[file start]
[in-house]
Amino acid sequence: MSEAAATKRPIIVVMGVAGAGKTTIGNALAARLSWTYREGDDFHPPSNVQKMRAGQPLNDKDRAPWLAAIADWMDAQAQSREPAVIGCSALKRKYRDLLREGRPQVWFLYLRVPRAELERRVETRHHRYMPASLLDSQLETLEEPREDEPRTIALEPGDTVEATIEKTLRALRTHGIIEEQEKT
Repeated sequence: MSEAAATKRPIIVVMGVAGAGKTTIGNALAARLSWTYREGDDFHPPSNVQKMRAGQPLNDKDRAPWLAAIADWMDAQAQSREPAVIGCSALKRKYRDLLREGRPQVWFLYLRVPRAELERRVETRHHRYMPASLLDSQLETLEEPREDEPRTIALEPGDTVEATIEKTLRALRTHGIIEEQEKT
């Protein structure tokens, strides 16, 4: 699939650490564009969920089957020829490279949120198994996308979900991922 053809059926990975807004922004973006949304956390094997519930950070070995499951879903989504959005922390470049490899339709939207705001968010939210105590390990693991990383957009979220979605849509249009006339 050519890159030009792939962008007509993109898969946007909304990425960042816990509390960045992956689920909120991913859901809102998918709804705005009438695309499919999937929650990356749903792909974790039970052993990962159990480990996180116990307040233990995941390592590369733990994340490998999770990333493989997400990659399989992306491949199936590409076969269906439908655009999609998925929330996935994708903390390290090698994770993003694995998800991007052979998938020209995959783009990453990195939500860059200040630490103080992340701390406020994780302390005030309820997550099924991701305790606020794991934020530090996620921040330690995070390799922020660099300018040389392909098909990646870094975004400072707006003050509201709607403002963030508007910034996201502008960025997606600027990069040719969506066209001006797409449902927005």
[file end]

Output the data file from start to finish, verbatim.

[in-house]
Amino acid sequence: MSEAAATKRPIIVVMGVAGAGKTTIGNALAARLSWTYREGDDFHPPSNVQKMRAGQPLNDKDRAPWLAAIADWMDAQAQSREPAVIGCSALKRKYRDLLREGRPQVWFLYLRVPRAELERRVETRHHRYMPASLLDSQLETLEEPREDEPRTIALEPGDTVEATIEKTLRALRTHGIIEEQEKT
Repeated sequence: MSEAAATKRPIIVVMGVAGAGKTTIGNALAARLSWTYREGDDFHPPSNVQKMRAGQPLNDKDRAPWLAAIADWMDAQAQSREPAVIGCSALKRKYRDLLREGRPQVWFLYLRVPRAELERRVETRHHRYMPASLLDSQLETLEEPREDEPRTIALEPGDTVEATIEKTLRALRTHGIIEEQEKT
């Protein structure tokens, strides 16, 4: 699939650490564009969920089957020829490279949120198994996308979900991922 053809059926990975807004922004973006949304956390094997519930950070070995499951879903989504959005922390470049490899339709939207705001968010939210105590390990693991990383957009979220979605849509249009006339 050519890159030009792939962008007509993109898969946007909304990425960042816990509390960045992956689920909120991913859901809102998918709804705005009438695309499919999937929650990356749903792909974790039970052993990962159990480990996180116990307040233990995941390592590369733990994340490998999770990333493989997400990659399989992306491949199936590409076969269906439908655009999609998925929330996935994708903390390290090698994770993003694995998800991007052979998938020209995959783009990453990195939500860059200040630490103080992340701390406020994780302390005030309820997550099924991701305790606020794991934020530090996620921040330690995070390799922020660099300018040389392909098909990646870094975004400072707006003050509201709607403002963030508007910034996201502008960025997606600027990069040719969506066209001006797409449902927005």